To check that overall per-pupil number for district schools, and to compare it with the number for charter schools ($7,460 — 17 percent less than district spending), go to pdf page 10 (expenditures) and pdf page 12 (student count) from Volume 1 of the state Superintendent’s report for 2011-2012 (the latest available year):
Volume 1 of the Superintendent’s report, on pdf page 57, also shows “current expenditures” for the average unified school district in the state at $7,412 of resources per student 2011-2012. Please note that the $7,412 figure does NOT include expenditures for capital and various admin and non-classroom services. See pdf page 52 for the definitions.
Starting on pdf page 58, you can find your own district (alphabetical order, by county and then by district name) and do your own math. The per-student current expenditures (does not include all expenditures) is in the far right column, in the line with Total ADM.
If the average classroom in unified districts has 25 students, that means there is $185,300 of potential non-capital resources in that classroom. Think about that for a moment.
If the average district could limit administrative overhead and other programs (library, arts, etc) to 25 percent ($46,325), it could allocate $75,000 for the salary and benefits of a good teacher in the classroom of 25, and still allocate another $63,975 to pay a special education instructor to work with the IEPs in that classroom.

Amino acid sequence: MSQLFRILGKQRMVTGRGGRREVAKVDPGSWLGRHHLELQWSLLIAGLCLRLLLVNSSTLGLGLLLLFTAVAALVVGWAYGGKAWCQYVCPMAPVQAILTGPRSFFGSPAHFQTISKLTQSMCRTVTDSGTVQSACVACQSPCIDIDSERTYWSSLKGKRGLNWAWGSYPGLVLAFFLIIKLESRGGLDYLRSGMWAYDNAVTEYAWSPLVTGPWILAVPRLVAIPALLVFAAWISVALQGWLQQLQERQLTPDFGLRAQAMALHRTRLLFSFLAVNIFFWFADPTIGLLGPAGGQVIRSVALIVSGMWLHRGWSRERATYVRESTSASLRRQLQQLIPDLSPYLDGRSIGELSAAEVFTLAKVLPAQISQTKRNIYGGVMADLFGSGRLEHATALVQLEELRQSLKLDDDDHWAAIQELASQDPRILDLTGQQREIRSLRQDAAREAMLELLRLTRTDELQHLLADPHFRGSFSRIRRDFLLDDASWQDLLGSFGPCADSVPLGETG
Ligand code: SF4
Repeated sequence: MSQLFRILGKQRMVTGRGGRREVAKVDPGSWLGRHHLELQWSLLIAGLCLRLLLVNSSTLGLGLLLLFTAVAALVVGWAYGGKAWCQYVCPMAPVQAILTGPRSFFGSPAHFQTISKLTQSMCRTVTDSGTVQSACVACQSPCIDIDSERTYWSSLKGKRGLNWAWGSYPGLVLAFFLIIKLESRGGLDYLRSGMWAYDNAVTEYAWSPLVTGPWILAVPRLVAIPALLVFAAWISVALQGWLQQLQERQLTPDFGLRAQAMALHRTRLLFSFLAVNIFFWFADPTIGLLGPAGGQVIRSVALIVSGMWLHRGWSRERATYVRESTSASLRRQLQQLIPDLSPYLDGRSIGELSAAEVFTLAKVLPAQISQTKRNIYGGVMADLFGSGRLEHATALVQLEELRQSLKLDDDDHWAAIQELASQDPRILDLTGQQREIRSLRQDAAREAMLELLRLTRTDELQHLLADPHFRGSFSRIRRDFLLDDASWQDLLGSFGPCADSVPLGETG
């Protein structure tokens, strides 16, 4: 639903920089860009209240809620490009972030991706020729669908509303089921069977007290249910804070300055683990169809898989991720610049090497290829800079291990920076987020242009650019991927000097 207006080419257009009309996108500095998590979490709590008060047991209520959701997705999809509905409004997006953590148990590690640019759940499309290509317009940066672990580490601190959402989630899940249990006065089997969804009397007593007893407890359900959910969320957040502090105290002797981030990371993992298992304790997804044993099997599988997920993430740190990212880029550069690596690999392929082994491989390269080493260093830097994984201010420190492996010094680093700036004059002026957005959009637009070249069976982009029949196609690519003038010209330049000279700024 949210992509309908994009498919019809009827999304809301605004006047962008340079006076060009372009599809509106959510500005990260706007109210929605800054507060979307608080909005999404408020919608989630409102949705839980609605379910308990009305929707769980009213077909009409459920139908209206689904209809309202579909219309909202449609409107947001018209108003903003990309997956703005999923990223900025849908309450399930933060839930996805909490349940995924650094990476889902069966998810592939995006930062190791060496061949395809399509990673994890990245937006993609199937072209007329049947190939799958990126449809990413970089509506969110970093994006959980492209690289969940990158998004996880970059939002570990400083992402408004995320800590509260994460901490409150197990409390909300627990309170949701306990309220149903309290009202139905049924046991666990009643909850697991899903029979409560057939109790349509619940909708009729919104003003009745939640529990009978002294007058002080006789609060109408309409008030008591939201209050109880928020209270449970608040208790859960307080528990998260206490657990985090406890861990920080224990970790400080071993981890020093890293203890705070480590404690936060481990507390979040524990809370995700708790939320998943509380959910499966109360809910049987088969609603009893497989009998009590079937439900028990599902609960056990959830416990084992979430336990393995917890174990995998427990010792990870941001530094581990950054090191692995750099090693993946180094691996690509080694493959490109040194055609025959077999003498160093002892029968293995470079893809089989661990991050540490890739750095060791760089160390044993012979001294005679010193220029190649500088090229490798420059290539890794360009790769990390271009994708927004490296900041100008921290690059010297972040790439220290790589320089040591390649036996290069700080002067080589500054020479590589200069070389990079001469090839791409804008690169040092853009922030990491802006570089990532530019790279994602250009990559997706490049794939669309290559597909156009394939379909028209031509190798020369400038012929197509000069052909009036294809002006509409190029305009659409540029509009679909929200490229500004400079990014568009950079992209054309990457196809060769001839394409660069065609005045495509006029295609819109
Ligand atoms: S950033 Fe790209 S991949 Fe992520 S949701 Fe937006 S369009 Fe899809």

Even if you assume a further ten percent cut to all of the figures above, they still look pretty good–$67,000 for the main teacher, $57,000 for the special ed instructor, and $41,000 for related overhead and programs.
Try This at Home!
Here are the figures for my own home school districts, from the Supe’s report:
District Per-Pupil Potential Potential Teacher Special
Name Spending Classroom Overhead Salary Ed Salary
Phx Union $9,480 $177,750 $59,250 $100,000 $77,750
Elementary $8,216 $154,050 $51,350 $ 85,000 $69,050
The BIG Question
The Big Question is why so many school districts fail to pay good teachers what they’re worth. Ask teachers in your district if they make $75,000 a year in salary and benefits. Perhaps some senior teachers make that much, but in many districts, the only folks who make that much money (or more) are administrators (many of whom make six figures).
The reason districts do not pay good teachers what they’re worth is that districts (with the help of legislative dictates) are mismanaging their resources. As school district officials will readily point out, districts are under a lot of constraints: it is difficult for them to simply reallocate resources in the ways we have suggested above. But those constraints are all political ones–and ones that educrat lobbies have mostly championed over the years.